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Three Aspects of Emotions
Maurice RAVEL (1875-1937)
Gaspard de la Nuit (1908) [23:35]
Albena PETROVIC- VRATCHANSKA (b.1965)
Mirages [31:05]
Alexander SCRIABIN (1871-1915)
Sonata No. 5 in F-Sharp Major, Op. 53 (1907) [14:26]
Vanya Pesheva (piano)
rec. 2018
PARATY PTY209187 [69:00]

Vanya Pesheva, a new name for many including me, is a Bulgarian pianist who combines her active performing and teaching activities. Her repertoire extends to a variety of styles, primarily focusing on piano and chamber works. These are always interpreted with a keen emotional reflectivity and sensitivity, combined with intense expansiveness of musical expression and spontaneity of temperament. She has been characterised as: “… a bright musician with her own interpretational view, possessing all the qualities for an artistic career – brilliant technique and performer individuality” (Prof. Zheni Zaharieva); and possessed of “…very mature music-making with a deep understanding of the different styles in which the player invests her talent and great virtuoso brilliance.” (Musical Horizons magazine).

Pesheva began her intense concert activity early on, when at the age of 9 she participated in the prestigious international Assembly “Banner of Peace” in Sofia. She has given concerts as a soloist with most symphony orchestras in her country. Her active performing career includes solo and chamber recitals in Bulgaria, Italy, Spain, Macedonia, France, Switzerland, South Korea. She has appeared on Bulgarian National Radio and participated in prestigious music festivals, including “March Music Days”, “European Music Festival”, “Salon des Arts”,” Sofia Summer”, “Golden Lyre”, the international festivals of chamber music in Plovdiv and Dobrich and the International Festival “Laureate Days of Katya Popova” in Pleven. In 2010, she realized and released a CD of “Piano Sonatas” with works by Beethoven, Schubert and Rachmaninoff. The present recital is her first disc to be generally distributed.

According to the very brief notes in the digipak the programme “shows three sides of [the pianist’s] passion, three emotional facets in three different aesthetics, from the Twentieth and Twenty-First centuries. Bringing together Ravel and Scriabin who provide the impressionistic and expressionistic roots of the modern Luxembourg composer, Albena Petrovic, Vanya chooses to follow a narrative of dense and dramatically intense music.” Listening to this impassioned playing bears out these comments but begged the question as to the reference to Albena Petrovic. There are no notes at all on the music or details on the composers. Google brings up a website of Albena, a Luxembourgish composer of Bulgarian origin who has over 600 works to her name. They do not appear to have been covered by MusicWeb International. There is an album of Petrovic’s music “Bridges of Love” on Solo Musica about which there doesn’t seem to be any more detail available. I’m surprised and disappointed that there isn’t more information to aid the uninitiated but interested listener.

The chosen programme isn’t an area that I feel very qualified to make more than very cursory comment. There are a considerable number of recordings of the Ravel works available and many have been reviewed here. The piano concertos and various orchestral pieces are familiar but not the solo works. I do have Pascal Rogé in an excellent Decca boxed set of “Piano Masterworks” but to date I haven’t played those discs. I would be interested to hear Jean-Efflam Bavouzet, whom I have heard in concert and who has recorded these and other works for MDG (review). Listeners with a greater knowledge of Ravel’s sound-world will be better able to judge her undoubted ability.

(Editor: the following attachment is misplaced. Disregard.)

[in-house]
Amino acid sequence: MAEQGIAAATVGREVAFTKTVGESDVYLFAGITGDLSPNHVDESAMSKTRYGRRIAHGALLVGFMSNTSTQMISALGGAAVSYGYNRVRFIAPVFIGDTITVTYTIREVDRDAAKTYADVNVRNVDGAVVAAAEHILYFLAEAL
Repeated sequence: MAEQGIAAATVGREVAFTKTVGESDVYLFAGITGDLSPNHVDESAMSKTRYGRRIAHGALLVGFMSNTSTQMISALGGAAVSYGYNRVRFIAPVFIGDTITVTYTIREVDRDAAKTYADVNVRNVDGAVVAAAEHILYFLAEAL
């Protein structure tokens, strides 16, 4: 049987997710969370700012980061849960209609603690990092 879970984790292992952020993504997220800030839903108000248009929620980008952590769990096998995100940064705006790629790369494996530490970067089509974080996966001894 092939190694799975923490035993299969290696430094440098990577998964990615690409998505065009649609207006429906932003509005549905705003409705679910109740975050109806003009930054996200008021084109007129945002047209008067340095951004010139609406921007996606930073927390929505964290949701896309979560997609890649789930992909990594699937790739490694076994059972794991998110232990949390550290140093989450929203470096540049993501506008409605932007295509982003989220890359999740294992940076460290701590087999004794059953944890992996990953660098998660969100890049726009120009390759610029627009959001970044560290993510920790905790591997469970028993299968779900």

Regarding Petrovic’s “Mirages” my reaction was that the music seems to be rather relentless and if it’s emotional, then it is of a persistent nature. There seems no doubt that Pesheva has great technical ability and the sound of the “Op. 102” piano is impressive. The impressionistic sounds in, for example “Sevdana’s Tribute” are most imposing. It is frustrating that bereft of annotation, I am unclear as to her “take” on this demanding music. It does seem to me strange that generally unknown music by a similarly undiscovered composer is being performed with no covering explanation.

The third emotional piece is Scriabin’s Fifth Sonata. I had the pleasure of hearing his Second Symphony performed by the Royal Liverpool Philharmonic under Vasily Petrenko a couple of years ago and enjoyed it greatly. Reviewing a complete set of ten Sonatas recorded by Garrick Ohlsson on Bridge, Stephen Barber, helpfully, explains that the celebrated Sonata No. 5 was written in a few days just after the orchestral “Poem of Ecstasy”. It is in the one movement form Scriabin was to use thereafter for all his sonatas. After opening like an ascending rocket it alternates yearning passages, marked “languido”, with a fast dance like that of Sonata No. 4. Another theme is characteristic: a sonorous three note summons to attention like a horn-call. It all builds to a huge climax and then takes off again into the sky. I note that Pesheva takes 14:26 against Ohlsson’s 12:12 and admire the way that she traverses the rapids of this highly demanding piece. She certainly gives her piano a real going-through and congratulations must be given for preparation, sound engineers and producers. I caught intakes of breath during the performance but they added to the intensity.

Summing up is difficult. I feel that we could have been helped with more information. Nevertheless this was a stimulating experience and Pesheva is highly technically proficient. As an interpreter of such demanding and to me relatively unknown music, I can only say that she seems worth hearing for those who enjoy these works.
 
David R Dunsmore



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